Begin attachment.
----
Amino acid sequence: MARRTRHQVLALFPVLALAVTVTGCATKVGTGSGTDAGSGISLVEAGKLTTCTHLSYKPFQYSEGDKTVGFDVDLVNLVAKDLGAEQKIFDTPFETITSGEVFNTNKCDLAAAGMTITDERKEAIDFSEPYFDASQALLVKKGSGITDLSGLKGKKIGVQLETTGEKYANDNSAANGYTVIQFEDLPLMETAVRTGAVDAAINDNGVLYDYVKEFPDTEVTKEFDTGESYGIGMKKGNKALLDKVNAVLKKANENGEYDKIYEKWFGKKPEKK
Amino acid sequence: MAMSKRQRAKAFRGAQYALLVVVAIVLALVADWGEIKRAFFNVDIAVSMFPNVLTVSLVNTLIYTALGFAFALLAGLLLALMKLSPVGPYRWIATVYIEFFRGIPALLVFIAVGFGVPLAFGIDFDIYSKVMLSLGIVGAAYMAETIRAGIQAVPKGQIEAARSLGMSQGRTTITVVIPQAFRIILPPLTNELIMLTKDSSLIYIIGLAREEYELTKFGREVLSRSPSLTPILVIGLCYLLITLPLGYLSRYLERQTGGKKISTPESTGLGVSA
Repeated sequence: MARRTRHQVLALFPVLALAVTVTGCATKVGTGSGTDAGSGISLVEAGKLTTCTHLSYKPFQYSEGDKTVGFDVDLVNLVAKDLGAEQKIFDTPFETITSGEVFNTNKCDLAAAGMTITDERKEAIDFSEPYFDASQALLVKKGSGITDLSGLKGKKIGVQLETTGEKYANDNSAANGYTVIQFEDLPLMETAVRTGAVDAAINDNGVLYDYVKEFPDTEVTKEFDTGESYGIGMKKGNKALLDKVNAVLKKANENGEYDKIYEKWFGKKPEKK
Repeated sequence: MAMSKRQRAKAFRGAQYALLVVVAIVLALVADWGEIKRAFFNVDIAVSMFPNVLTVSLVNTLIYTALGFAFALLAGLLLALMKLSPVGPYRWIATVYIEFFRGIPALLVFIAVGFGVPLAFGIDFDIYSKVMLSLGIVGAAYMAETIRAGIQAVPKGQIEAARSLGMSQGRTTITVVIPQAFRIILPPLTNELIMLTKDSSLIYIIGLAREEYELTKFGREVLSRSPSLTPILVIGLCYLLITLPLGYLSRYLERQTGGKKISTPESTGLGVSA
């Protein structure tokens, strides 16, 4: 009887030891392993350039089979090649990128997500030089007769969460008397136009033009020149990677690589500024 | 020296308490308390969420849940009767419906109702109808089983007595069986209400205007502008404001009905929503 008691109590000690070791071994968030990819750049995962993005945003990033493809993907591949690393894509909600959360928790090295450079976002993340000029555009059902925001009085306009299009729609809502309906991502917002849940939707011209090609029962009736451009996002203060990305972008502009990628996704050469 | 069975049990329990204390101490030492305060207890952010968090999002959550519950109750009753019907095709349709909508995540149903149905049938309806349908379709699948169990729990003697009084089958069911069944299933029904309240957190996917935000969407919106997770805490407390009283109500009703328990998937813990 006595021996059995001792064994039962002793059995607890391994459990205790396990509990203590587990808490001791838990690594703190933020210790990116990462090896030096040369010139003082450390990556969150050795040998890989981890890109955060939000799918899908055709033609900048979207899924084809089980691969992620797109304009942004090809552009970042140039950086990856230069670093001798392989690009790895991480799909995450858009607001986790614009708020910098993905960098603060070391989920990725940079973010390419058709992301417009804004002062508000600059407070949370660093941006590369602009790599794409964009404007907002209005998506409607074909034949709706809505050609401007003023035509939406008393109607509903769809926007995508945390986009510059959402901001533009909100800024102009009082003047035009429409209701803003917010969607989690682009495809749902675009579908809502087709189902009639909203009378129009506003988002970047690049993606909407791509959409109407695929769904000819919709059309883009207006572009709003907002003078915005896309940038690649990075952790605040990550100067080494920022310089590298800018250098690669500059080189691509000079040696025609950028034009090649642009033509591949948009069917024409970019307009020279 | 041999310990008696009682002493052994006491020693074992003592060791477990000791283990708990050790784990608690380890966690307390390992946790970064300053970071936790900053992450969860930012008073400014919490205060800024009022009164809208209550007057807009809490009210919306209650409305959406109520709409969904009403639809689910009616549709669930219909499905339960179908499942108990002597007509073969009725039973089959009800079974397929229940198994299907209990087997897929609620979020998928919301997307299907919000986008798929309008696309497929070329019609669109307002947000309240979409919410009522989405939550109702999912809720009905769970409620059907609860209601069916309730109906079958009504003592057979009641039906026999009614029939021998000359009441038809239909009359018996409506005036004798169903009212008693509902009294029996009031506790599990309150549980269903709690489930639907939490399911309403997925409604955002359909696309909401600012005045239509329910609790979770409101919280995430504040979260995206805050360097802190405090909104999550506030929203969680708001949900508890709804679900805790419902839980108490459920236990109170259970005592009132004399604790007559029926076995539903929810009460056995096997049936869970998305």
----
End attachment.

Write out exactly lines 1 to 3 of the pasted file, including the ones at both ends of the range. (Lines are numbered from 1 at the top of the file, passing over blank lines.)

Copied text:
Amino acid sequence: MARRTRHQVLALFPVLALAVTVTGCATKVGTGSGTDAGSGISLVEAGKLTTCTHLSYKPFQYSEGDKTVGFDVDLVNLVAKDLGAEQKIFDTPFETITSGEVFNTNKCDLAAAGMTITDERKEAIDFSEPYFDASQALLVKKGSGITDLSGLKGKKIGVQLETTGEKYANDNSAANGYTVIQFEDLPLMETAVRTGAVDAAINDNGVLYDYVKEFPDTEVTKEFDTGESYGIGMKKGNKALLDKVNAVLKKANENGEYDKIYEKWFGKKPEKK
Amino acid sequence: MAMSKRQRAKAFRGAQYALLVVVAIVLALVADWGEIKRAFFNVDIAVSMFPNVLTVSLVNTLIYTALGFAFALLAGLLLALMKLSPVGPYRWIATVYIEFFRGIPALLVFIAVGFGVPLAFGIDFDIYSKVMLSLGIVGAAYMAETIRAGIQAVPKGQIEAARSLGMSQGRTTITVVIPQAFRIILPPLTNELIMLTKDSSLIYIIGLAREEYELTKFGREVLSRSPSLTPILVIGLCYLLITLPLGYLSRYLERQTGGKKISTPESTGLGVSA
Repeated sequence: MARRTRHQVLALFPVLALAVTVTGCATKVGTGSGTDAGSGISLVEAGKLTTCTHLSYKPFQYSEGDKTVGFDVDLVNLVAKDLGAEQKIFDTPFETITSGEVFNTNKCDLAAAGMTITDERKEAIDFSEPYFDASQALLVKKGSGITDLSGLKGKKIGVQLETTGEKYANDNSAANGYTVIQFEDLPLMETAVRTGAVDAAINDNGVLYDYVKEFPDTEVTKEFDTGESYGIGMKKGNKALLDKVNAVLKKANENGEYDKIYEKWFGKKPEKK